Psychographics are back in the news as part of the US election cycle, four years after the Cambridge Analytica scandal made the term mainstream.
This week, CB Insights published a useful primer on psychographics, which they describe as one of the “dark arts” of social media and internet marketing.
Yet psychographics are nothing new; they were first developed in the 1970s. I remember learning about psychographics in 2002, working in consumer packaged goods. At the time, psychographics were a blunt tool, mostly survey-based and relatively anonymous.
They often seemed a bit silly to me, with cookie-cutter names like “Weekend Warriors” and “Rural Strugglers” applied to large groups of people. It was difficult to know exactly what to do with the information. When you find out that 24% of your brand is considered an “Urban Aspirer”, how exactly do you change your marketing? Just because you understand a certain personality type doesn’t mean you’ll know how to create marketing communication that will resonate.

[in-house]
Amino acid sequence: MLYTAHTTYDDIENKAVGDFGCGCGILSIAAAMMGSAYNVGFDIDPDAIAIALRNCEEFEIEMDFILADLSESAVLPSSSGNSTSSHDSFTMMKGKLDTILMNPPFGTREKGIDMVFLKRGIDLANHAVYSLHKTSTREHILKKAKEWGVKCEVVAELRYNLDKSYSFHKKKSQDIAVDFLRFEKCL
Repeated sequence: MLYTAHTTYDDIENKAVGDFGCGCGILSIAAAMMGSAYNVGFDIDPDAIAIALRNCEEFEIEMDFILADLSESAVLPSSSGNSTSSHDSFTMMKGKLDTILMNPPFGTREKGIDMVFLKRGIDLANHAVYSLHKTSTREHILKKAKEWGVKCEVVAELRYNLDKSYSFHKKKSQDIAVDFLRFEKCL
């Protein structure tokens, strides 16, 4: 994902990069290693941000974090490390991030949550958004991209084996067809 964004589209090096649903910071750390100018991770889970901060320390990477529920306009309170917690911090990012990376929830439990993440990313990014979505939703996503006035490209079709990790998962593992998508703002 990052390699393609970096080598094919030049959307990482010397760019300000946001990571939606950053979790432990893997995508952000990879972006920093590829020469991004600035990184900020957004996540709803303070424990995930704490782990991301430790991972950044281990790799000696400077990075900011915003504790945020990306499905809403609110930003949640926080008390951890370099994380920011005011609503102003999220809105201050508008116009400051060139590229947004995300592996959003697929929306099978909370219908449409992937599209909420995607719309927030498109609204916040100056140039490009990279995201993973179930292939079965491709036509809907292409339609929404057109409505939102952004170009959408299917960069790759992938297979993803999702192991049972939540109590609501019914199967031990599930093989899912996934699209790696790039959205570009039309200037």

What is new is how social media became a psychometric tool, fueling the sheer amount of personal data and sophisticated micro-targeting. Cambridge Analytica CEO Alexander Nix famously bragged that their firm collected four to five thousand data points on every American citizen.
Here’s how Mark Ritson colorfully framed some of the implications of that shift:
“Marketers will face an inevitable backlash when consumers and activists discover exactly what is possible in terms of targeting and positioning. For many decades, consumers have assumed marketers were data-fed, manipulative experts who could change attitudes at the flick of a switch.
“The frankly piss-poor reality versus consumer paranoia always made me chuckle. If only, I used to say to myself, the public could see how fucking hopeless we actually are.
“But with Cambridge Analytica and the combination of big data, addressable advertising and psychometric segments, we may be about to become as smart and as powerful as everybody in the market assumed we always were.”
In trying to deliver the right message to the right person at the right time, it’s important for marketers to draw a line between cool and creepy.
Here are a few related cartoons I’ve drawn over the years: